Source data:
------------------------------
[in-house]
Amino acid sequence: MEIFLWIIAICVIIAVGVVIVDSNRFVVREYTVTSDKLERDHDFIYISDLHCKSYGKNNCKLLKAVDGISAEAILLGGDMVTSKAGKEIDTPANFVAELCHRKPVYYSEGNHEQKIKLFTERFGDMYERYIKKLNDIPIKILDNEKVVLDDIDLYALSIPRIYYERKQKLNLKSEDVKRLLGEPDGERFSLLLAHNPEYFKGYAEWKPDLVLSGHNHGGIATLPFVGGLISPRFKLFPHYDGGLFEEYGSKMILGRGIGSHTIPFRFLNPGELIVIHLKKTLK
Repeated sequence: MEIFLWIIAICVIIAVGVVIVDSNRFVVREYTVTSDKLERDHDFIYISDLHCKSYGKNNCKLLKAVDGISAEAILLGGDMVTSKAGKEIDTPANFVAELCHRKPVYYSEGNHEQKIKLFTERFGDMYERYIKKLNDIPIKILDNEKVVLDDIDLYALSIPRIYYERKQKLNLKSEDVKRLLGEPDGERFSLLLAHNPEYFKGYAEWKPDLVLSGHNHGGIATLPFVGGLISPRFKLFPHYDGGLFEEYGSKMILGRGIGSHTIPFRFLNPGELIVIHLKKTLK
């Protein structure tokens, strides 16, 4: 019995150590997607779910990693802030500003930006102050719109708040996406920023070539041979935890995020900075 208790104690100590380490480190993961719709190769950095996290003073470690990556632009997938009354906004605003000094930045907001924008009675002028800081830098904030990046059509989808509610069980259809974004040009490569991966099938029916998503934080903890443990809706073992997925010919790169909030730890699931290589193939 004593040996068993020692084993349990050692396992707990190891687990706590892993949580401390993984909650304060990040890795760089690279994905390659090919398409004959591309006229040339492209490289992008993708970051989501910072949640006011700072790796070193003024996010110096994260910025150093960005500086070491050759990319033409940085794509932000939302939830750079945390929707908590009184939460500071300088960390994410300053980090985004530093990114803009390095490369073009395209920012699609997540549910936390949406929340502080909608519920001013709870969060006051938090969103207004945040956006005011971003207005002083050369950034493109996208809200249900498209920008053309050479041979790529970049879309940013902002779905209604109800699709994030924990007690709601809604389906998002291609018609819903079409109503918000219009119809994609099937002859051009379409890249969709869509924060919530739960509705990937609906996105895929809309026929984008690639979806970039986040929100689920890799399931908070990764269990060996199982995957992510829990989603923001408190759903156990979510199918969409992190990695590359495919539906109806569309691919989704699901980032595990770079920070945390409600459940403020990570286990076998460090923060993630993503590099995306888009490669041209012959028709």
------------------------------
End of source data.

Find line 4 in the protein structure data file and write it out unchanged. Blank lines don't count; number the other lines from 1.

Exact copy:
């Protein structure tokens, strides 16, 4: 019995150590997607779910990693802030500003930006102050719109708040996406920023070539041979935890995020900075 208790104690100590380490480190993961719709190769950095996290003073470690990556632009997938009354906004605003000094930045907001924008009675002028800081830098904030990046059509989808509610069980259809974004040009490569991966099938029916998503934080903890443990809706073992997925010919790169909030730890699931290589193939 004593040996068993020692084993349990050692396992707990190891687990706590892993949580401390993984909650304060990040890795760089690279994905390659090919398409004959591309006229040339492209490289992008993708970051989501910072949640006011700072790796070193003024996010110096994260910025150093960005500086070491050759990319033409940085794509932000939302939830750079945390929707908590009184939460500071300088960390994410300053980090985004530093990114803009390095490369073009395209920012699609997540549910936390949406929340502080909608519920001013709870969060006051938090969103207004945040956006005011971003207005002083050369950034493109996208809200249900498209920008053309050479041979790529970049879309940013902002779905209604109800699709994030924990007690709601809604389906998002291609018609819903079409109503918000219009119809994609099937002859051009379409890249969709869509924060919530739960509705990937609906996105895929809309026929984008690639979806970039986040929100689920890799399931908070990764269990060996199982995957992510829990989603923001408190759903156990979510199918969409992190990695590359495919539906109806569309691919989704699901980032595990770079920070945390409600459940403020990570286990076998460090923060993630993503590099995306888009490669041209012959028709």